One of the phrases that I will try my best not to overuse over the next months is “Scotland must take advantage of the Euros.”
If you’ve not heard, Scotland has qualified for their first major tournament and their preparations begin on Thursday against the hosts the Netherlands.
But it is not something that has been shouted from the rooftops, partly because of a required culture change that is needed in Scotland. If you looked at the Scottish Parliament – of the five political parties represented in Holyrood, three leaders are women and three identify as LGBT. That equality is not represented in sport.
There is an interesting parallel in Scotland, England and pretty much every single country in the world. With the male national team beginning their qualifying campaign for the 2018 World Cup, the media and journalists are already writing the epitaphs for Gordan Strachan’s reign after a 3-0 defeat to Slovakia.
So, think for a second. If the Scotland Women’s National Team had failed to qualify for the 2017 Euros – would there be an outcry? No. And this is the culture change that must happen.
Manchester City, Chelsea, Rangers, Celtic, Aberdeen, Arsenal – all huge names in football. Where do their boards get judged? The men’s team. It is like the women’s sides are being judged like an Under-21 side. Nice when they have success but not critical.
The SFA has to be judged on women’s football and men’s football with an identical weight of critique. That is not to say that the aims should be identical. In the most idealistic world, that would be ludicrous because different sides will be in different phases. And anyway – I would argue that the women’s team is actually better than the men’s.
Look at the qualifying groups Scotland had for the 2016 Men’s Euros and the 2017 Euros. Whilst in the men’s group, they had Germany and Poland, Scotland still had a group they could/should have qualified from. Same with the women’s. Iceland was a better side than their rankings suggested, but Scotland should and did qualify.
I’ve seen people say “Scotland had an easy group” because they thrashed sides like Macedonia. Okay, but the men’s side lost to Georgia, a side they should beat.
I think the reason why we are in this situation is because Women’s Football is still under-represented. Massively so in Scotland. There are few of us covering the game over the season.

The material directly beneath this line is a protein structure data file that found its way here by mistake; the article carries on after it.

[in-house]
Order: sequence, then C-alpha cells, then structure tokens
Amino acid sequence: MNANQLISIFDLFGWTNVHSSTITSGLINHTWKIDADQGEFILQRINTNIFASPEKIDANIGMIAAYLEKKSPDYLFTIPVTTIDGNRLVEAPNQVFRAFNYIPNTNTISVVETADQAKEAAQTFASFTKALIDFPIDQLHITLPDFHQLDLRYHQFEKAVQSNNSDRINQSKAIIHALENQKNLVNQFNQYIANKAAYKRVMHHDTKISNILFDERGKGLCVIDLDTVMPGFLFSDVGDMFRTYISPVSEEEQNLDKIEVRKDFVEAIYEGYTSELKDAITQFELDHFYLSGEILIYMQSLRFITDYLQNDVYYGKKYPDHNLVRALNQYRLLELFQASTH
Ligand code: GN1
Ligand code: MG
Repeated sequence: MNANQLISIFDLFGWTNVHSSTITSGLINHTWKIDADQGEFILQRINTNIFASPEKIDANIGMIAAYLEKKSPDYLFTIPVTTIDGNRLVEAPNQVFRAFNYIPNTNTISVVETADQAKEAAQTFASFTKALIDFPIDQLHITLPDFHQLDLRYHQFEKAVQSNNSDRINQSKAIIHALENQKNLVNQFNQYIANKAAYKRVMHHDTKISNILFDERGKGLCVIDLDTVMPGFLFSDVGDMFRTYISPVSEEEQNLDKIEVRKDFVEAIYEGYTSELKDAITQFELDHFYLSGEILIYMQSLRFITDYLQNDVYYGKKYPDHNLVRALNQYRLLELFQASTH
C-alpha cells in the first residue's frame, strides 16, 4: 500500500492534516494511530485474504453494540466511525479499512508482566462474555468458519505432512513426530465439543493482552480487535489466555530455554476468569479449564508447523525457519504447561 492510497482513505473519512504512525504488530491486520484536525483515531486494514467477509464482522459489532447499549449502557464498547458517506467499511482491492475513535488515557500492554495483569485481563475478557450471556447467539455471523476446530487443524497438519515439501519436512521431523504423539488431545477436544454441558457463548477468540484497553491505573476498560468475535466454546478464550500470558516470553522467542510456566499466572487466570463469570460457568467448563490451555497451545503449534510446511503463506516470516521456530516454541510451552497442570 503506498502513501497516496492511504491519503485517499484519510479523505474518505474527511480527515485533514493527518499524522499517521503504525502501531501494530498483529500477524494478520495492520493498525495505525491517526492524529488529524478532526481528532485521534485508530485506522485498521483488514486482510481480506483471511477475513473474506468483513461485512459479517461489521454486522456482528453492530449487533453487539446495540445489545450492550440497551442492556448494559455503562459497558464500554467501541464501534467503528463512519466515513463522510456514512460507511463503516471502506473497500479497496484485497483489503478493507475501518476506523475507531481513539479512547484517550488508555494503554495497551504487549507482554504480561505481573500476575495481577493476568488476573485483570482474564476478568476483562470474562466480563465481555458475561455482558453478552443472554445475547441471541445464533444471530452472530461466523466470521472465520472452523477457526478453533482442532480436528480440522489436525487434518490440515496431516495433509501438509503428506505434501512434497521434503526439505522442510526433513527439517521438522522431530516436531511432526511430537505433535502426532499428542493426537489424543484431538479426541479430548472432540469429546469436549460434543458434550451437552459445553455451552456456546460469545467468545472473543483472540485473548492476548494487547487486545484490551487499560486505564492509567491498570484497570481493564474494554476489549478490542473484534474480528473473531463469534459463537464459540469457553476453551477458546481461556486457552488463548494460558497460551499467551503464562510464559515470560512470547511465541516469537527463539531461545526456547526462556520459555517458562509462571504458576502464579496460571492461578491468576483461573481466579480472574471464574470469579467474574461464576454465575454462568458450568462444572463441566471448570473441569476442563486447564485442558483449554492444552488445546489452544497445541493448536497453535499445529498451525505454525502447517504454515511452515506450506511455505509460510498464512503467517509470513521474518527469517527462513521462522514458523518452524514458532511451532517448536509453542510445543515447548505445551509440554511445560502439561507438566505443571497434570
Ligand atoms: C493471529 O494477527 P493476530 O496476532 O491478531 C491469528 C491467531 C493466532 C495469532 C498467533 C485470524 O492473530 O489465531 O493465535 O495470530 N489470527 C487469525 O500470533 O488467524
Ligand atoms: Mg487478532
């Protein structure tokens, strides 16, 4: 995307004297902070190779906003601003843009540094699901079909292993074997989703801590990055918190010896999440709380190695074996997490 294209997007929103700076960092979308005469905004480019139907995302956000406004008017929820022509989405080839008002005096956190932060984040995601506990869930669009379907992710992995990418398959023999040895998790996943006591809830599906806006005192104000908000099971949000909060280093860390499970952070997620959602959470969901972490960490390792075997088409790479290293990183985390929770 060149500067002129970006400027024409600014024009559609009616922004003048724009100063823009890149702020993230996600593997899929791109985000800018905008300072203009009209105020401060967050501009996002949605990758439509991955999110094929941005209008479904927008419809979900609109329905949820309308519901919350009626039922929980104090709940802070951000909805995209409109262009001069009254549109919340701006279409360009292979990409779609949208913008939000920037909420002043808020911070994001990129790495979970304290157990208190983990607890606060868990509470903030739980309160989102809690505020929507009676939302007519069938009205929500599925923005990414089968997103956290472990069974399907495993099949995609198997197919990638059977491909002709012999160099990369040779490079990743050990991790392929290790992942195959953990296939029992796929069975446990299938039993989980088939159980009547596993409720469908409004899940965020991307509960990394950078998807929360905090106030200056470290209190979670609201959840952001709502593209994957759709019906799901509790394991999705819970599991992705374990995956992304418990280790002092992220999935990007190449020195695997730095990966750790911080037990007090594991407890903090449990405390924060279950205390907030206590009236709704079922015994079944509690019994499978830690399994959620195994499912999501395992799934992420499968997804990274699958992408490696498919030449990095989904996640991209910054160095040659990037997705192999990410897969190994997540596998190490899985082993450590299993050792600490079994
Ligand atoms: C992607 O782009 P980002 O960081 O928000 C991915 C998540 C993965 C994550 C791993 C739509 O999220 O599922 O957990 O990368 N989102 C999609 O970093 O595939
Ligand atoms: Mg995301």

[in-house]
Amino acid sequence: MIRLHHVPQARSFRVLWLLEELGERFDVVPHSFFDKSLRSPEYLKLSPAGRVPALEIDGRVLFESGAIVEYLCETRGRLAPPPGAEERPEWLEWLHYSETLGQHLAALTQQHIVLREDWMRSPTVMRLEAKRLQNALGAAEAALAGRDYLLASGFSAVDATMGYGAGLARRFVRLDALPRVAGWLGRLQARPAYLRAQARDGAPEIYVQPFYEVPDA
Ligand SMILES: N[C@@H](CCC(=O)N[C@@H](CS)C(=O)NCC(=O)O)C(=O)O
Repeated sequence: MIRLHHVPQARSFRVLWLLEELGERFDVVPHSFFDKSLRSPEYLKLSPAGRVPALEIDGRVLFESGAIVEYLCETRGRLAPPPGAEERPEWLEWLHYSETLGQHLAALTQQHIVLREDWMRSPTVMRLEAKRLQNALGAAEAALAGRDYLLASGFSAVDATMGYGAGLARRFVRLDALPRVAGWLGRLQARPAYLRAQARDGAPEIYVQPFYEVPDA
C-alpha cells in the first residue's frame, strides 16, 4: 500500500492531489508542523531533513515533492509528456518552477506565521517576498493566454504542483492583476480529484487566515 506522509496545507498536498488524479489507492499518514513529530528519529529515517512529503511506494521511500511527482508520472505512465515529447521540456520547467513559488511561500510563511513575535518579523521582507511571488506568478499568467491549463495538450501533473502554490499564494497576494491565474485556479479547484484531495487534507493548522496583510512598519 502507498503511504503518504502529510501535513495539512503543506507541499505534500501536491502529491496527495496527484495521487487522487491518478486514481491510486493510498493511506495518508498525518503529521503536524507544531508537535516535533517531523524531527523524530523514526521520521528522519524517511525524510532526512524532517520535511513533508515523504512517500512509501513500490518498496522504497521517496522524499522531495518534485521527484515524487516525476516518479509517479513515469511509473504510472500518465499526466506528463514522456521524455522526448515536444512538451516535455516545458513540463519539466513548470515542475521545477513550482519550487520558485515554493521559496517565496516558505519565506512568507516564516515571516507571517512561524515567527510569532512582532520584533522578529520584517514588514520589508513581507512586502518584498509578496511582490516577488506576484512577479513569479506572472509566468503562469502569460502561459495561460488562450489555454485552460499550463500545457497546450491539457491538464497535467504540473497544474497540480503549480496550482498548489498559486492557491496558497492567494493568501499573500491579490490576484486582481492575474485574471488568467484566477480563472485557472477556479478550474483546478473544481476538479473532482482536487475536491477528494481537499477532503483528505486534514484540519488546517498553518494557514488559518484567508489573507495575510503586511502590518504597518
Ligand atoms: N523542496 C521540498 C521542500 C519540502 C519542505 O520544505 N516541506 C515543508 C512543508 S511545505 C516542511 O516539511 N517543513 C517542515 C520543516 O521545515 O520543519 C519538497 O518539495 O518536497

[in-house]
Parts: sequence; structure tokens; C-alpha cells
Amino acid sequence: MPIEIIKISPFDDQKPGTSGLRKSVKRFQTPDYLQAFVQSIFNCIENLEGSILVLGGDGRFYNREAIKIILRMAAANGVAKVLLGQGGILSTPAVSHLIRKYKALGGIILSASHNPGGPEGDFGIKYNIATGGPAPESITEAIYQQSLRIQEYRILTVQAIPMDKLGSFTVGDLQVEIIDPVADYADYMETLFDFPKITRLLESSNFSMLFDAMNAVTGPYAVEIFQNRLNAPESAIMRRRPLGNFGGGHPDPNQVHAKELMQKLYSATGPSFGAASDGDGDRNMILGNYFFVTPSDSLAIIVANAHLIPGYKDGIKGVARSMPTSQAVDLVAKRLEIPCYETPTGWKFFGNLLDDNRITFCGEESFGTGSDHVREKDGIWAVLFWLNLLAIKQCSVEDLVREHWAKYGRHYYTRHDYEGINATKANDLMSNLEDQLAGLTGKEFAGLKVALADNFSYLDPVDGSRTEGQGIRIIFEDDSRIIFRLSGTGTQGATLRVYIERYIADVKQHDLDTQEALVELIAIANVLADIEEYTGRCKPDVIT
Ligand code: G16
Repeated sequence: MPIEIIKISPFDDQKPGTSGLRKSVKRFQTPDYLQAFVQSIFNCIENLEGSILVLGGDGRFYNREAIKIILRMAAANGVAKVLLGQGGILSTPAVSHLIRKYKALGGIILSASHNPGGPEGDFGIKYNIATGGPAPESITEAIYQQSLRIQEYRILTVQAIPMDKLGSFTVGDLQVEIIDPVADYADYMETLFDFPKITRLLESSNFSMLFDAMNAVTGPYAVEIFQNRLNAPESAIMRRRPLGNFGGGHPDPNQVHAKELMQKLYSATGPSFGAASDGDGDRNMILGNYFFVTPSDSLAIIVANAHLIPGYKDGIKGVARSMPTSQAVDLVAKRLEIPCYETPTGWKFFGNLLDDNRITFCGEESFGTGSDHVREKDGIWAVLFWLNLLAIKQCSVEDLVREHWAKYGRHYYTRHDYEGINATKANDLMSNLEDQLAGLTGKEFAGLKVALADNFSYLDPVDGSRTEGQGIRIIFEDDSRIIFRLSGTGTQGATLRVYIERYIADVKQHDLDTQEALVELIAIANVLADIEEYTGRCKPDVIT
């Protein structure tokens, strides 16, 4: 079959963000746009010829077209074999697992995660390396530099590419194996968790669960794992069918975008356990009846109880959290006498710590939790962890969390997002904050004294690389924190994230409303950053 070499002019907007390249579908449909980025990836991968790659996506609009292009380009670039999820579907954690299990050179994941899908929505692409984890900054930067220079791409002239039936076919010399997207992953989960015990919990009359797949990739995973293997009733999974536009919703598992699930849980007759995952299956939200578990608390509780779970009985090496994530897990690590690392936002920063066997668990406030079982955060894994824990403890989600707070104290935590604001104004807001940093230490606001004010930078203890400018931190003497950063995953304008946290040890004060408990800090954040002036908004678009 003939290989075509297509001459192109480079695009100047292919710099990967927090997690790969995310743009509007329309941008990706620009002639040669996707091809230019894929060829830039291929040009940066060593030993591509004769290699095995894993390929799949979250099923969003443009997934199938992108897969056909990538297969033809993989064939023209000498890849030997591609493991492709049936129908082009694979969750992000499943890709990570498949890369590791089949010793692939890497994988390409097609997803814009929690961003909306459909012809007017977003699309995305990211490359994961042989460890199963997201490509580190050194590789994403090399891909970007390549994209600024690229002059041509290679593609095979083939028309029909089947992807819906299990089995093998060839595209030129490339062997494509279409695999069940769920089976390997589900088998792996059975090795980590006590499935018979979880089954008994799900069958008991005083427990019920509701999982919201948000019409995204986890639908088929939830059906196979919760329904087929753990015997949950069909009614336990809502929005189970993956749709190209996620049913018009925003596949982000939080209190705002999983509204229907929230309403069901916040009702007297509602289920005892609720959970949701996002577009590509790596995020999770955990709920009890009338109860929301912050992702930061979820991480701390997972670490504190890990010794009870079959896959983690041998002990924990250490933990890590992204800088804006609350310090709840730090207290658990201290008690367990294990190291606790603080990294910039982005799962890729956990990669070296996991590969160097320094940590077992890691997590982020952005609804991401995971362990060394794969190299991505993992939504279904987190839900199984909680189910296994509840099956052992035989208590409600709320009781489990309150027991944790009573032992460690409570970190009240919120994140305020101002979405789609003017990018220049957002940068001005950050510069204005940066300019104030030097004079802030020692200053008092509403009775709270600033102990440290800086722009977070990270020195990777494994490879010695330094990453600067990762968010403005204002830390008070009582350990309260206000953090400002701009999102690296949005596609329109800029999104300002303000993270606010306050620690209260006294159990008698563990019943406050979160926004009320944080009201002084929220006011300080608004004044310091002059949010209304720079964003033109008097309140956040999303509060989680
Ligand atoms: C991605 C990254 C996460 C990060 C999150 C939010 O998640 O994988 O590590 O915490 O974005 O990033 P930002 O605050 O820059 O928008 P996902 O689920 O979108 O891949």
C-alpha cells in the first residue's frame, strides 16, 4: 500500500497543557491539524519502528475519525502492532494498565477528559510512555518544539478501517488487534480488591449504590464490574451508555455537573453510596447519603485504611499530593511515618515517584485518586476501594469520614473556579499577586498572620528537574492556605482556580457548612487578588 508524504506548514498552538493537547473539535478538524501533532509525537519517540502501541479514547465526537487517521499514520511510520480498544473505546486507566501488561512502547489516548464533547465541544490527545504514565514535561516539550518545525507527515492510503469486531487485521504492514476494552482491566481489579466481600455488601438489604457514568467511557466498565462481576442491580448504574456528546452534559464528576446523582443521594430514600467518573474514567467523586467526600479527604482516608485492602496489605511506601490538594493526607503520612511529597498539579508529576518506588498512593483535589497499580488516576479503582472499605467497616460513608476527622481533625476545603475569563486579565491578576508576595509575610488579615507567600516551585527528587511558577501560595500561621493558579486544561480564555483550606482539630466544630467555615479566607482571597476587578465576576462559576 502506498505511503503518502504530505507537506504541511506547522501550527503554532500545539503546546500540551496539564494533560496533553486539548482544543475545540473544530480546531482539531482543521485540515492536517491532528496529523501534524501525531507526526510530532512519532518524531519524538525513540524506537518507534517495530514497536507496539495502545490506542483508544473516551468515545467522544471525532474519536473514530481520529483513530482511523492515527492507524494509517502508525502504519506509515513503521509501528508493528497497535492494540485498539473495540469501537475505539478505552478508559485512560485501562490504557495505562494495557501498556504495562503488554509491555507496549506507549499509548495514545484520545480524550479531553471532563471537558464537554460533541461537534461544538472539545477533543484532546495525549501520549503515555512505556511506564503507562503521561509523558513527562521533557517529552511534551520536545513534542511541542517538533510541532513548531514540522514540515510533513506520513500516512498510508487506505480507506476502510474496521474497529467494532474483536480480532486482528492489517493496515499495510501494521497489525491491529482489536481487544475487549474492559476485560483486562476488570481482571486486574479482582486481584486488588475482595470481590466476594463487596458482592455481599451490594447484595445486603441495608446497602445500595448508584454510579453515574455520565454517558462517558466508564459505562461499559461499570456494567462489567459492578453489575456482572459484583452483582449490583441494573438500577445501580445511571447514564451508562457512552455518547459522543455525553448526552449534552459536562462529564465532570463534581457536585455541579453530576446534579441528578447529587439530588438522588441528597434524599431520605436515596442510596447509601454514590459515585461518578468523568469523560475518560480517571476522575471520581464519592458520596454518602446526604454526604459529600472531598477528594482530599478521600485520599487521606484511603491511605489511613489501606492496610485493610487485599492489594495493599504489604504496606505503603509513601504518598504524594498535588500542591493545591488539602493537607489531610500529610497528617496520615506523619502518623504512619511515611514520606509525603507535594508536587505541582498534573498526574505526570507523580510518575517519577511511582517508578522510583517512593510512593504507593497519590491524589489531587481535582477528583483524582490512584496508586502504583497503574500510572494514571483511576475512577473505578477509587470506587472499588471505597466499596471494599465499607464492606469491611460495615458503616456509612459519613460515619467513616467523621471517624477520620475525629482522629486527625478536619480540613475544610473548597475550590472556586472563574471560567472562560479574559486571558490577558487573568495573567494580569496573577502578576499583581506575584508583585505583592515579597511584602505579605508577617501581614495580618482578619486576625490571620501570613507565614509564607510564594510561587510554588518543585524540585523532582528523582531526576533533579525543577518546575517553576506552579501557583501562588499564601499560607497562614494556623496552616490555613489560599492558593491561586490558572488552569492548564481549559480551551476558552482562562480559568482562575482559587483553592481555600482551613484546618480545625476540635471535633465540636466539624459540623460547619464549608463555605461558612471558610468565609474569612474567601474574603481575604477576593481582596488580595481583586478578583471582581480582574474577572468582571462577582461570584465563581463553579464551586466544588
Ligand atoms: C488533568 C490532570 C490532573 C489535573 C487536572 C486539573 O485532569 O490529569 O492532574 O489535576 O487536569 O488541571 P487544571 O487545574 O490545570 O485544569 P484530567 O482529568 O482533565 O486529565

This is why the BBC is so critical over the next months.
BBC Alba, the Gaelic channel, do a superb job in covering Scottish Women’s Football. They’ve covered Scotland internationals and Glasgow City & Hibernian Champions League games. They are also covering the SSE Scottish Cup Final in November.
BUT. It is a channel that lots of people skip. BBC One and BBC Two are far more likely to have higher viewing figures from viewers who are saying ‘I wonder what is on?’. There is an argument that we now watch sport through our phones, tablets and laptops – but TVs still remain a vital part of the viewing experience and one that can’t be ignored.
BBC Scotland needs to have regular content on Women’s Football over the next year, because if they don’t, who will? ITV, Channel Four, Sky all have to worry about advertising and TV viewing figures. The BBC is there to represent our culture, all walks of life. I am someone who thinks the BBC makes our country better, I mean, it has Doctor Who! However, it still has an issue about Scottish content, and here is a perfect opportunity for it to improve.
Some might be saying – what about STV? Yes, but STV’s popularity comes nowhere close to the BBC, especially on the web.
Look at what they’ve done for women’s sport recently. You have live radio commentary of Women’s Football and Women’s Cricket, you have media columns with Eni Aluko and Heather Knight. If Scottish Women’s Football takes the opportunity to introduce itself to a new audience then hopefully other broadcasters will follow.
Of course, it’s going to take a lot more of a culture change for the SFA to be judged equally on women’s and men’s football. But better media coverage will be a start.